What We Cannot Do Ourselves, Get Someone Else To Do: Manage Procurement


Procurement management knowledge area“How do you lay a jogging track, I wonder” said Kathy, flipping through requirements documents of the Landscaping project she is doing for Mammoth Constructions Company. She is in the planning phase and figuring out what skills she and her team already possess and what do they not.

“Oh, that is quite involved,” said Eliz, her colleague. “I got a similar work done for Lockhead Community over other side of the town. Let me give you a quick summary”, she offered.

“First you mark the width and course of the track, then pave at least 2 inches of asphalt on top of a compacted gravel foundation. Let it sit for about two weeks. Coat the surface of asphalt with tack coat, a tacky binder that helps to bind the first layer of rubber to the asphalt. Then mix the rubberized granules, strands of rubber, or recycled EPDM (ethylene propylene diene monomer) rubber with binder and spread out over the tack coat.”

“Allow the first layer to dry for approximately six hours to a day. Apply subsequent layers of rubber until the desired thickness is achieved. You would usually require 3/8 to 1/2 of an inch. There are about five layers for granule rubber particles and seven layers for strand rubber. It is quite a precision work, so to speak.”

“Wow, that seems quite a handful, I wonder if we have necessary skill available internally to get this done,” exclaimed Kathy.

“I don’t think so, I’d recommend you talk to Dan from United Sports Mart. He’d be able to help”, said Eliz.

“Looks like a job better done by experts. Let me talk to Todd from Legal about how we can call out for a proposal and deal with a vendor”, Kathy concluded after a pause.

Just as the output of a project is a product, service or result, procurement is also about acquiring a product, service or result from a seller.

If multiple items are procured from outside of the organization then all the Procurement processes are performed for each of those items.

Many a times it is better to let an outsider (of project) do the work that we do not have expertise for. You would recall from Planning Risk Responses project management activity that this is a good risk mitigation strategy as well. All the processes involved with finding a vendor, getting a contract, and getting the work done through chosen vendor, are covered in PMBOK® guide’s Project Procurement Management knowledge area.

The 4 Project Management Activities you can do –

  • Planning For Project Procurements is to look at project scope and decide what work needs to be given out to a vendor, or which product is to be purchased, and deciding on the type of contract and defining how a potential vendor is selected.
  • Awarding Procurements Contract is about asking potential vendors for proposals, evaluating their responses, deciding on the right vendor (also called seller), and awarding the contract.
  • Administering Procurements Contracts is about managing vendor relationships, monitoring what they produce, resolving any issues, and making changes to contract as and when required.
  • Closing Vendor Contracts is about verifying that deliverables are as per requirements, making sure that contractual obligations are honored by both you and vendor, making payments and closing each of the procurements.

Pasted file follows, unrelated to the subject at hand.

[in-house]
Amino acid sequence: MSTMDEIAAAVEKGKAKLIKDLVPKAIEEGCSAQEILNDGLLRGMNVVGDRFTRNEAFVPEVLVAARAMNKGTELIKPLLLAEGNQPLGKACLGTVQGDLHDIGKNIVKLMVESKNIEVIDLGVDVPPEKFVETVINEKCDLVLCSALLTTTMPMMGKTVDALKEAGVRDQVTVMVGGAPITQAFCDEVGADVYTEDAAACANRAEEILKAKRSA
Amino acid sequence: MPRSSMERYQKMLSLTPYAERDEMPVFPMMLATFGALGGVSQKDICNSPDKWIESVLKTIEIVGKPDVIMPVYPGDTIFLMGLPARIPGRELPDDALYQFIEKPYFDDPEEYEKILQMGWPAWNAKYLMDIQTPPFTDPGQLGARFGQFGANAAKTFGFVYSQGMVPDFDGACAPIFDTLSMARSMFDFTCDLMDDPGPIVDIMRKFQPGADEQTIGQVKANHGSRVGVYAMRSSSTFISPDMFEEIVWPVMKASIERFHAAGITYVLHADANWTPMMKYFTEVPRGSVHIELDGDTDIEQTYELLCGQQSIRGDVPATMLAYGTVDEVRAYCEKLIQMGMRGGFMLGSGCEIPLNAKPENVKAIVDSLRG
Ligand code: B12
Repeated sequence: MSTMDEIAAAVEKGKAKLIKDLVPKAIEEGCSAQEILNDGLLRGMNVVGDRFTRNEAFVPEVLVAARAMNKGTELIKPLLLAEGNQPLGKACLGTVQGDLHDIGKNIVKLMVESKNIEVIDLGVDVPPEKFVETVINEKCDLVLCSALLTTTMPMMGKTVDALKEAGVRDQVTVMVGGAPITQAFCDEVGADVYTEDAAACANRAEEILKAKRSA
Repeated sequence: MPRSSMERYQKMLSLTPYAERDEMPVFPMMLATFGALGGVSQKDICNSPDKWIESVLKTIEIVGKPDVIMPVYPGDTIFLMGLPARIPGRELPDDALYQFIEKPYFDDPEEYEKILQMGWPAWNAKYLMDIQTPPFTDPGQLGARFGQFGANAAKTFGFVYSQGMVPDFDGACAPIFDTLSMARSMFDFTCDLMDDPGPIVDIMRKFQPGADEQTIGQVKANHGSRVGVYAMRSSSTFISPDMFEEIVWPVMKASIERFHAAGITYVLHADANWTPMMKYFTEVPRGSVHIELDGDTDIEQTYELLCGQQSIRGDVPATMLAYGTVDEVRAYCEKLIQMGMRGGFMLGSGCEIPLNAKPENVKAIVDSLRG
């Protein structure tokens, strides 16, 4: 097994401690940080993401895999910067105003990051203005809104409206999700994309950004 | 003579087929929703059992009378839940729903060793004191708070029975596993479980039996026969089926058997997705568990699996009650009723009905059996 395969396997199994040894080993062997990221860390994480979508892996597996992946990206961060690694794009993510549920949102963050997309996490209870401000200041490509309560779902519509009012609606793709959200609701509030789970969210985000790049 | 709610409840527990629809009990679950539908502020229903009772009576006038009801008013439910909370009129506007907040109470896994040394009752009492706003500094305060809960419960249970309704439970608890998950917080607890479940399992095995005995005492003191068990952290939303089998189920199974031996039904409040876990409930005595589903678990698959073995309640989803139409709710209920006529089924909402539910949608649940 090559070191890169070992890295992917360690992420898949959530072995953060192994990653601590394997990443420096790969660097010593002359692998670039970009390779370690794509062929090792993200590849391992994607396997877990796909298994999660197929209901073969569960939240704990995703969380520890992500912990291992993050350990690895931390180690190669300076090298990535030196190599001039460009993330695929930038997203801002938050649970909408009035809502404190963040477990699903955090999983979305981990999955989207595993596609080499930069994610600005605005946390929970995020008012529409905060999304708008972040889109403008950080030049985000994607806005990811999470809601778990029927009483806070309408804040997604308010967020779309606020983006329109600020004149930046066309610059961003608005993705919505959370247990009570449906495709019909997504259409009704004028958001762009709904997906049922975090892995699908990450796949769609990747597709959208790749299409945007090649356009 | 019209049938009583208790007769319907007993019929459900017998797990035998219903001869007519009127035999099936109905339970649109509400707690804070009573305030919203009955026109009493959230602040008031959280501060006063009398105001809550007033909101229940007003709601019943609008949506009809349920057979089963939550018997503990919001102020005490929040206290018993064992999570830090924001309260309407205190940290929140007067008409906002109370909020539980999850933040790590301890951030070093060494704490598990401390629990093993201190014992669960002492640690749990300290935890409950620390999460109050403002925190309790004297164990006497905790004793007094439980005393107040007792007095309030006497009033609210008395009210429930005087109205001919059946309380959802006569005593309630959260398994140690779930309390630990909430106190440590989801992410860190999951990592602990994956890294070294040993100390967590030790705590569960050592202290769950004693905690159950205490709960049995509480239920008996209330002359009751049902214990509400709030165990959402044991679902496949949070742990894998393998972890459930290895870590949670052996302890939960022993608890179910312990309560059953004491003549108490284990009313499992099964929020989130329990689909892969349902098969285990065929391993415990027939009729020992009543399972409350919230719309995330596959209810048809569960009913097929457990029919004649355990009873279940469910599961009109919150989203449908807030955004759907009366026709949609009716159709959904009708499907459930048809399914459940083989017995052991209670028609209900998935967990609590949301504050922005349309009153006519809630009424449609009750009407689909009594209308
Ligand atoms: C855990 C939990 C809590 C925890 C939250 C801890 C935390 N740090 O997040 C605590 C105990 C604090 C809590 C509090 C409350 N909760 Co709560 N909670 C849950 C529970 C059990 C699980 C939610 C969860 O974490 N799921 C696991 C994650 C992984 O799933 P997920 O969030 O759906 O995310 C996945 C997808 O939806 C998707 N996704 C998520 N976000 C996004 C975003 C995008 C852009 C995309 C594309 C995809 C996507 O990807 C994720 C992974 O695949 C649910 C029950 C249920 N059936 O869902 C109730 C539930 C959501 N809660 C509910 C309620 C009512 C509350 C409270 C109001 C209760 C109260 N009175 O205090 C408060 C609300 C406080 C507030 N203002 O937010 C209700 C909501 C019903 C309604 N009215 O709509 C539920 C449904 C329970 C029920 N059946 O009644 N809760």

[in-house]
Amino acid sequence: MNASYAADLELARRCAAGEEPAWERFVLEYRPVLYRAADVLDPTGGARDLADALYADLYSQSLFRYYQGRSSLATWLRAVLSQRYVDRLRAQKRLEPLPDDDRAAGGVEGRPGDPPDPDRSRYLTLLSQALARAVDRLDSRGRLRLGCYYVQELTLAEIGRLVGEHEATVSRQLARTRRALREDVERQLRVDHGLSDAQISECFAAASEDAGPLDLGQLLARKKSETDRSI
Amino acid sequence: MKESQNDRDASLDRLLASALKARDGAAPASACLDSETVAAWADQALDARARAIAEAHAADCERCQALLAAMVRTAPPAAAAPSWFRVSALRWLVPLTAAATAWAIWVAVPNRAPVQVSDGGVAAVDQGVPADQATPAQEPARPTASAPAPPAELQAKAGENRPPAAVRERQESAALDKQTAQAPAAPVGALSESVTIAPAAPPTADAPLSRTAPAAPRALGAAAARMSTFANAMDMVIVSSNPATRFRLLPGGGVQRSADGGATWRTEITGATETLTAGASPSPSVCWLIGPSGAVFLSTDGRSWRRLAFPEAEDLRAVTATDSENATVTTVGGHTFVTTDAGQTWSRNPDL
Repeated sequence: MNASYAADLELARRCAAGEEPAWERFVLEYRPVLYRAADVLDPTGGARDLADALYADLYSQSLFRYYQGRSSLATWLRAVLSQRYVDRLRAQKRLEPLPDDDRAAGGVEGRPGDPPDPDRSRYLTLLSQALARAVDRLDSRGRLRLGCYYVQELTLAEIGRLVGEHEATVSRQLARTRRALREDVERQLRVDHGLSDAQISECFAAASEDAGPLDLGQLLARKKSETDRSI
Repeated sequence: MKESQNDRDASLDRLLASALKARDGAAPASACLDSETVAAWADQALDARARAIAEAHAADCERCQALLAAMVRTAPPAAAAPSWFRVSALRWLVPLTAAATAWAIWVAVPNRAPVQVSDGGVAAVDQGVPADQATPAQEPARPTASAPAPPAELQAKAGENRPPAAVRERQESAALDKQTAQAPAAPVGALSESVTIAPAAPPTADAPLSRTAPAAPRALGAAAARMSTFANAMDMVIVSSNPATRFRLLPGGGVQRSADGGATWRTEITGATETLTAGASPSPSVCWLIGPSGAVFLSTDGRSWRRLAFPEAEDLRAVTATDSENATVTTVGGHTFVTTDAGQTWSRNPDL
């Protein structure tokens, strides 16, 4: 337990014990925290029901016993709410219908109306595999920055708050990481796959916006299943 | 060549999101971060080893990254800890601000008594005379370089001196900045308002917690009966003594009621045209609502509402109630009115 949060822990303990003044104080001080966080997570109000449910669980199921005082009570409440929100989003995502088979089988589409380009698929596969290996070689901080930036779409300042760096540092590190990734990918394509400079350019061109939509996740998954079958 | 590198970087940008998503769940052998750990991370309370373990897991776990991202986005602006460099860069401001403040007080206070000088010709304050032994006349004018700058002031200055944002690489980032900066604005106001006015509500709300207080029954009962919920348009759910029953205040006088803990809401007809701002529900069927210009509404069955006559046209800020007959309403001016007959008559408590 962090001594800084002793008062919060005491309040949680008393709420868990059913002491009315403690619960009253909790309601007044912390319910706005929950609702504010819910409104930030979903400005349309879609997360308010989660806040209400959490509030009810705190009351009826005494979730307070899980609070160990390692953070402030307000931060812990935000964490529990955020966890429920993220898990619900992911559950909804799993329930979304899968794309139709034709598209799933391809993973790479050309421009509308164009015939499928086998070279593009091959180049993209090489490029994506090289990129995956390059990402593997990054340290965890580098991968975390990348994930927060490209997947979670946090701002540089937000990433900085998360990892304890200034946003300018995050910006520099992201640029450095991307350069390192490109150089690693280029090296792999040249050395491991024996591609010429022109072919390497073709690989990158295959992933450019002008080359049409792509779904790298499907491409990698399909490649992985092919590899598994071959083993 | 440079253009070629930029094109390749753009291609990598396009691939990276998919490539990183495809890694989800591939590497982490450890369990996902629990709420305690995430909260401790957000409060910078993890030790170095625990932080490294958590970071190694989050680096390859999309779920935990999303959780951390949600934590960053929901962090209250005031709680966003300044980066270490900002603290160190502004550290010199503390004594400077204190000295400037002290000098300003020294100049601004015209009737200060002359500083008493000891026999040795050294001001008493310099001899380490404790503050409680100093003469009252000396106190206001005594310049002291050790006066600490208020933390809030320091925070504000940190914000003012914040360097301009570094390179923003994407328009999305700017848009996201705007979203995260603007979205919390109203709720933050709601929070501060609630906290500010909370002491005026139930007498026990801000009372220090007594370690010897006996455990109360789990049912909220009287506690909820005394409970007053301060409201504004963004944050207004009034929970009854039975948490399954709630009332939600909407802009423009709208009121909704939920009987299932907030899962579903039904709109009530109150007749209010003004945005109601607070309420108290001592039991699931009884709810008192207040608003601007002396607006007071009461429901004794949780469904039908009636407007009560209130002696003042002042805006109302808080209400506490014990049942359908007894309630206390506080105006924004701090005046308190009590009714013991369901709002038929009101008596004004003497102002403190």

Most of the projects may not have anything to contract out. However project manager should be open to any such possibilities where the risk and responsibilities are given out to expert vendors. The down side would be that project manager is still responsible to ensure that vendor (or seller) produces good quality work, and it comes at a premium. This reduces project’s overall profits.

You need to check the contractual terms with your customer before deciding on procurement. Some customers simply do NOT allow sub-contracting due to their Intellectual Property (IP) privacy concerns. In such cases it would be necessary to convince them to let you contract out part of the work. The same non-disclosure-agreement (NDA) you signed with customer will need to be signed with your vendor.

What is a contract?

Contract is a legal document between buyer and seller. It is a mutually binding agreement, that specifies a certain amount of work to be done by the seller, and the compensation to be given by the buyer. It also specifies terms, conditions, constraints and responsibilities of buyer and seller to facilitate smooth conduct of the work mentioned in it. The other information that a contract may contain are major deliverables, key milestones, and work acceptance criteria.

ContractTypically performing organization’s legal team will chart out the contract and its terms and conditions. However as a project manager you need to make sure that the contract properly outlines the scope of work, and contains the right measures to ensure that seller’s work produced can be tested to meet the specified requirements. Also if the project has certain regulatory obligations (such as getting environmental clearance, or security certificate) then who will do that work, and make sure it is mentioned in the contract as a necessary condition to fulfill the terms of contract.

What is the difference of seller and buyer?

Remember that if you are contracting out work to a vendor then you become the buyer and vendor becomes the seller. If your customer gave you project to undertake you would have signed a contract with him, and you (or ‘performing organization’) become seller and your customer becomes buyer.

A seller is also known as contractor, subcontractor, vendor, service provider, or supplier – depending on the application area or domain. A buyer can be called a client, customer, prime contractor, acquiring organization, service requester, or purchaser.

Next, let us look at the first of the processes Planing Project Procurement, in the next lesson.

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